MTA leaders say Fair Share win is paying off in House budget, express disappointment in tax breaks for wealthy

MTA leaders say Fair Share win is paying off in House budget, express disappointment in tax breaks for wealthy

The following statement was issued Thursday by MTA President Max Page and MTA Vice President Deb McCarthy:

With the new House budget released Wednesday, it is clearer than ever that by winning the Fair Share Amendment, we won the power to make real, transformative change for all Bay State residents. We applaud the 115,000 educators we represent and our allies in the Raise Up coalition, who all fought long and hard for a fairer tax code to fund the public education and transportation system our state needs and deserves.

We are pleased that, with the new Fair Share funds, the House is maintaining its commitment to our union’s, and the Commonwealth’s, landmark preK-12 achievement in 2019 of the Student Opportunity Act, while also tackling food insecurity in our communities by funding universal free meals in our schools, as well as the need for green buildings by funding clean energy infrastructure. We are pleased that the House allocated more rural school aid than Governor Healey had proposed in her budget, and took an important step forward in providing affordable health insurance for our least-well-paid public school employees and adjunct faculty at public colleges and universities. As with the governor’s budget proposal, the House’s education spending plan aligns with many of the priorities of our union members. Though much more is needed, the House budget proposal will bring close to $1 billion more to our public schools and colleges.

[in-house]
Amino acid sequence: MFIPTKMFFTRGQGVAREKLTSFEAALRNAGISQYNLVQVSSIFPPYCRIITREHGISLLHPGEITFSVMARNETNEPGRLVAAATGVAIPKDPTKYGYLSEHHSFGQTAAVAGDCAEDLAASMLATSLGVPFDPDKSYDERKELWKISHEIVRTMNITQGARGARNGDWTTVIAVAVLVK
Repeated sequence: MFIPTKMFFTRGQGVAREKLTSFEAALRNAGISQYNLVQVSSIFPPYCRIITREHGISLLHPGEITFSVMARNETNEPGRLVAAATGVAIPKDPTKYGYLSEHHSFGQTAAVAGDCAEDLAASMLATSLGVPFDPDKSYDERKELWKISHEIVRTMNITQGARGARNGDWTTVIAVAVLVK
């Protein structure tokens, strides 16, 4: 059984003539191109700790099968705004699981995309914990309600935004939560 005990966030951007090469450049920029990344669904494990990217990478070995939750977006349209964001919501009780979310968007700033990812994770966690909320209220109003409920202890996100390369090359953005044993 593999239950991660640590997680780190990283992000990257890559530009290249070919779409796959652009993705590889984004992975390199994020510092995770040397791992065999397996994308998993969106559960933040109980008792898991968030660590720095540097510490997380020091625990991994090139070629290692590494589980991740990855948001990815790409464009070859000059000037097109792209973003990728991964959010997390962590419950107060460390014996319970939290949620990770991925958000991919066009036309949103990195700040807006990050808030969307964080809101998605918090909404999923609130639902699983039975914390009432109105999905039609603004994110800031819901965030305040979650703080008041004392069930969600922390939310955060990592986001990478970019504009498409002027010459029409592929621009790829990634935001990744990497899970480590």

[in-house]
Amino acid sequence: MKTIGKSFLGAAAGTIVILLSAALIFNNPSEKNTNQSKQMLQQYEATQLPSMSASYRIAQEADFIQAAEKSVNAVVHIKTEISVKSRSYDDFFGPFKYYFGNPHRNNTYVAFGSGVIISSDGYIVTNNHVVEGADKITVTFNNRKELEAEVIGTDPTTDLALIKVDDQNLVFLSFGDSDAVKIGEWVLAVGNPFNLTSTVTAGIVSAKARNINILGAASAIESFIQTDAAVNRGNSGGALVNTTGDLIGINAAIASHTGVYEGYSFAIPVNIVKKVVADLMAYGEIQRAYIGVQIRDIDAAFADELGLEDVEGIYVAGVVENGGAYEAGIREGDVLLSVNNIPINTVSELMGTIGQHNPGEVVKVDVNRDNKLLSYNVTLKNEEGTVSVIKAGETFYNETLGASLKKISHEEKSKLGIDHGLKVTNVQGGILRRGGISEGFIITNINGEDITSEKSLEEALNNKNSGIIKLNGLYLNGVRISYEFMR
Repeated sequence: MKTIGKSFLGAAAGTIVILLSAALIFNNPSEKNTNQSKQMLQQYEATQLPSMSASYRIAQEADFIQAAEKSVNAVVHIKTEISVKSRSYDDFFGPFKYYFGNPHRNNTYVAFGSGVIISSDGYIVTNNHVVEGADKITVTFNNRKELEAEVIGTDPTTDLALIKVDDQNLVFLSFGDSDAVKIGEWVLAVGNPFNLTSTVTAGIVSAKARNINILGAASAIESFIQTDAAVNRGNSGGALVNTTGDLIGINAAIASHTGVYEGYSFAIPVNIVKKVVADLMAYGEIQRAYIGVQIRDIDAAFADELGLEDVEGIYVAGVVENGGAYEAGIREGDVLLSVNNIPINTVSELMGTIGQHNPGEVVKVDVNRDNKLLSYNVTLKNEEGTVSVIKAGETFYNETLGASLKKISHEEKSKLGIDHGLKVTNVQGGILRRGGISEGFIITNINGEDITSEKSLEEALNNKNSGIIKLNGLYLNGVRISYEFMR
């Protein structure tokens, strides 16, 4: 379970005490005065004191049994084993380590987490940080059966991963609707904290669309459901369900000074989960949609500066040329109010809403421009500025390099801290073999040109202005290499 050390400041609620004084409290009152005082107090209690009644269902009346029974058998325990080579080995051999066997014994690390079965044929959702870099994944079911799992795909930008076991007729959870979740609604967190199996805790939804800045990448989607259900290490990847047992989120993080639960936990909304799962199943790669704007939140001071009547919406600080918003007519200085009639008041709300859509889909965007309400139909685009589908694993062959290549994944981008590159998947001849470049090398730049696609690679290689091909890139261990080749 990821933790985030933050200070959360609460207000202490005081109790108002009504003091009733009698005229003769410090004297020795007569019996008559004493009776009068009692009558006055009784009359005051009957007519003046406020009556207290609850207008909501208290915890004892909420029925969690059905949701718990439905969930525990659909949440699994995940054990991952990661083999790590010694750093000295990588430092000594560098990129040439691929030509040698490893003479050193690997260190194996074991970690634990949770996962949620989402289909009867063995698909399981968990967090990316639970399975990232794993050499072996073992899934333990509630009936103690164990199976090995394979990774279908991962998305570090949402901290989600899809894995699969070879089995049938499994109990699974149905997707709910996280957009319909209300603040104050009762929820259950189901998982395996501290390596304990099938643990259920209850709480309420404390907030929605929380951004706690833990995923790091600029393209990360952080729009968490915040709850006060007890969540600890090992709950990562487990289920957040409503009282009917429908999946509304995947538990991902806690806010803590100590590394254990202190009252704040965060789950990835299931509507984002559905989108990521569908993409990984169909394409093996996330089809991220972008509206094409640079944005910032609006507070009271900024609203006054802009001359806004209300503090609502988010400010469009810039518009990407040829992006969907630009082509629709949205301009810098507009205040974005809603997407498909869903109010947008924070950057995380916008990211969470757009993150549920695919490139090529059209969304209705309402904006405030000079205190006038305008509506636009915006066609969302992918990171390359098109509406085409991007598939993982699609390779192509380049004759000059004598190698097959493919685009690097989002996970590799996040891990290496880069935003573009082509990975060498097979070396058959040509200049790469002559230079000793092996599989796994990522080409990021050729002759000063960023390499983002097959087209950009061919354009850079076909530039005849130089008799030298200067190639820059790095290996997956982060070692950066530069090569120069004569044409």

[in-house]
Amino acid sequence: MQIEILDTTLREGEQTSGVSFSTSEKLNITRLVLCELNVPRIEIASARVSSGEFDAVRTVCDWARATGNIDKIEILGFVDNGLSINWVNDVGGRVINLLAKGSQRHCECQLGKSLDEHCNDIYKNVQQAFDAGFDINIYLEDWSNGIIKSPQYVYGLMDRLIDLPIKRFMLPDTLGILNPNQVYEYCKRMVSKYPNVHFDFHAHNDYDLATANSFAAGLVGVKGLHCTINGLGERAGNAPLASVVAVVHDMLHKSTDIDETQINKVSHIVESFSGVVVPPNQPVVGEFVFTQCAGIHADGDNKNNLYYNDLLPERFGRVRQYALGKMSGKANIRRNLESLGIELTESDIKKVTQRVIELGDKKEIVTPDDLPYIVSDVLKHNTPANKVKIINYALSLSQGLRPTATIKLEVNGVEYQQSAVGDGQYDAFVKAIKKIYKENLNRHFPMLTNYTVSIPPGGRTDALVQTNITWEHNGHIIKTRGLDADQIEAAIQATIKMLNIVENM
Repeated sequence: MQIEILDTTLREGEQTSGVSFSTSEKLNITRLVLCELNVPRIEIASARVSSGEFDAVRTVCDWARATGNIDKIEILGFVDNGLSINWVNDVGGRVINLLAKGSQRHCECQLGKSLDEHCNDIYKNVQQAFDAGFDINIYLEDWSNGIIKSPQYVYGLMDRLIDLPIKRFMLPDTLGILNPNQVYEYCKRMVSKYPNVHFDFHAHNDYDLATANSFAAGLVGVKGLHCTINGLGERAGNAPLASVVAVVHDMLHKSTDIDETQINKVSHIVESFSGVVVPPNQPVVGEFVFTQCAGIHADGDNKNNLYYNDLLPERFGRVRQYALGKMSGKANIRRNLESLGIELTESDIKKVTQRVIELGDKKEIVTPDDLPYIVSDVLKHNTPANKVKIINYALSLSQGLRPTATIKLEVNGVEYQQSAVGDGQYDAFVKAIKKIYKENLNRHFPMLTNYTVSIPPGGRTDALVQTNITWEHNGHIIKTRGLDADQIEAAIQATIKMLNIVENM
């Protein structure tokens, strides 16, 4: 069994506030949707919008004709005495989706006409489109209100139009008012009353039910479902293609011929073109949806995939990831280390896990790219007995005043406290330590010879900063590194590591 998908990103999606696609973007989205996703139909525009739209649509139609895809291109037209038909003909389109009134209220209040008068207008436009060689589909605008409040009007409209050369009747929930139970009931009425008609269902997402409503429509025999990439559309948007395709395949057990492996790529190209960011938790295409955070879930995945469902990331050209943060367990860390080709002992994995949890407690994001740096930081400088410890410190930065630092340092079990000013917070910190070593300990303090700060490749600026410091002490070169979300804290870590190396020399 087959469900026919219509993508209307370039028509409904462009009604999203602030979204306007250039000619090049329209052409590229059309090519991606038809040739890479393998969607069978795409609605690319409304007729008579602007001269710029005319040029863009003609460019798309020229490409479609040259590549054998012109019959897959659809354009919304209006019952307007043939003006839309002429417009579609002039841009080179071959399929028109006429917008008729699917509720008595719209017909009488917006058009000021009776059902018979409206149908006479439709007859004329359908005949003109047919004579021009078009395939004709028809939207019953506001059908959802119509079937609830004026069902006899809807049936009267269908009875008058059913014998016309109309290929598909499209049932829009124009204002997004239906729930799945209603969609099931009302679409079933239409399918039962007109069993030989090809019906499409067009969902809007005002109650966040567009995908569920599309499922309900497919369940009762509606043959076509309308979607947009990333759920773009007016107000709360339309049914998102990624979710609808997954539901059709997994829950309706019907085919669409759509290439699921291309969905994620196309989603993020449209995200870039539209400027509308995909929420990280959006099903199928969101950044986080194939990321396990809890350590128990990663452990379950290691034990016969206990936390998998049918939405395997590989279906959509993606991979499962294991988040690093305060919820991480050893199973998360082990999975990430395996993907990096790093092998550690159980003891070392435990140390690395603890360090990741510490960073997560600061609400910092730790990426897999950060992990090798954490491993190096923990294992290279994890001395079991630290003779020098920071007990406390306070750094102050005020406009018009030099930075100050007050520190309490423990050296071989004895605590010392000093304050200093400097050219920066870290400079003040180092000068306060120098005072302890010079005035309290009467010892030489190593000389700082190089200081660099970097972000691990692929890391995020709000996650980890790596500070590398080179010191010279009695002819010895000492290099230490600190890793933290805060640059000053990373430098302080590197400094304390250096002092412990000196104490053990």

But we still have work to do to fully realize the promise of Fair Share. We are disappointed that the House budget proposes far less for public higher education than does the governor’s budget proposal, fails to commit to achieving a living wage for the drastically underpaid Education Support Professionals who are critically important to prek-12 schools and families, and doesn’t provide new, targeted funds for school counselors, nurses and librarians in our public schools, paid family leave for all educators, support services for college students and true debt-free community college for all residents. Massachusetts can only achieve true educational equity and best serve the social, emotional and educational needs of students by investing in these priorities.

While there are progressive aspects of the House tax proposal, we are stunned that, like Governor Healey’s plan, it goes against the will of voters by proposing to give more than $400 million in tax breaks to wealthy corporations and the very rich. These tax code changes would give millions of dollars in tax cuts to the richest residents of our state, millions that could be invested in all the areas that would make the Commonwealth a more just and economically vibrant place to live. Giving the wealthiest what they want, based on myths of “millionaire flight” and a false notion of “competitiveness,” is the wrong path to take. Providing working people what they need to thrive will bring us closer to the Commonwealth our members want to live in.